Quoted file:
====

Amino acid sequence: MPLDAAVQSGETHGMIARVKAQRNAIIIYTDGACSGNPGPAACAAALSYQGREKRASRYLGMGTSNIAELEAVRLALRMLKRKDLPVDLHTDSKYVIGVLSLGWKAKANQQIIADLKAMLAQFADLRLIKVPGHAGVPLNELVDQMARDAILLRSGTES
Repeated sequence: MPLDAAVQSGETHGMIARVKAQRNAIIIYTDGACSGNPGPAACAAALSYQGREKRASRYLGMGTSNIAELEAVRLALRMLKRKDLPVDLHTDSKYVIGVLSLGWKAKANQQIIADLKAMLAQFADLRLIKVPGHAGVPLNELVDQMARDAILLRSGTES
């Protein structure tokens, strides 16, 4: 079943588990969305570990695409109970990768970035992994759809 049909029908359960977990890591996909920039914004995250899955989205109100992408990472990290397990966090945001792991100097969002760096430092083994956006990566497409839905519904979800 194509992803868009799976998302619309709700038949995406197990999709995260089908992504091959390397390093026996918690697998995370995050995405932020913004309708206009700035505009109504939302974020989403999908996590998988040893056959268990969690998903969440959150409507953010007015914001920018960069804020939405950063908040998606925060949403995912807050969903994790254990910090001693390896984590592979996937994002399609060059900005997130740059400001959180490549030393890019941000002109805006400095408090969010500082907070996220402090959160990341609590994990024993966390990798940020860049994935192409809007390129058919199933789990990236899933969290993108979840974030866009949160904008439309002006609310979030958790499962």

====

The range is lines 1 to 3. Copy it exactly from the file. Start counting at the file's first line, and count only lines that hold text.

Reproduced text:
Amino acid sequence: MPLDAAVQSGETHGMIARVKAQRNAIIIYTDGACSGNPGPAACAAALSYQGREKRASRYLGMGTSNIAELEAVRLALRMLKRKDLPVDLHTDSKYVIGVLSLGWKAKANQQIIADLKAMLAQFADLRLIKVPGHAGVPLNELVDQMARDAILLRSGTES
Repeated sequence: MPLDAAVQSGETHGMIARVKAQRNAIIIYTDGACSGNPGPAACAAALSYQGREKRASRYLGMGTSNIAELEAVRLALRMLKRKDLPVDLHTDSKYVIGVLSLGWKAKANQQIIADLKAMLAQFADLRLIKVPGHAGVPLNELVDQMARDAILLRSGTES
């Protein structure tokens, strides 16, 4: 079943588990969305570990695409109970990768970035992994759809 049909029908359960977990890591996909920039914004995250899955989205109100992408990472990290397990966090945001792991100097969002760096430092083994956006990566497409839905519904979800 194509992803868009799976998302619309709700038949995406197990999709995260089908992504091959390397390093026996918690697998995370995050995405932020913004309708206009700035505009109504939302974020989403999908996590998988040893056959268990969690998903969440959150409507953010007015914001920018960069804020939405950063908040998606925060949403995912807050969903994790254990910090001693390896984590592979996937994002399609060059900005997130740059400001959180490549030393890019941000002109805006400095408090969010500082907070996220402090959160990341609590994990024993966390990798940020860049994935192409809007390129058919199933789990990236899933969290993108979840974030866009949160904008439309002006609310979030958790499962």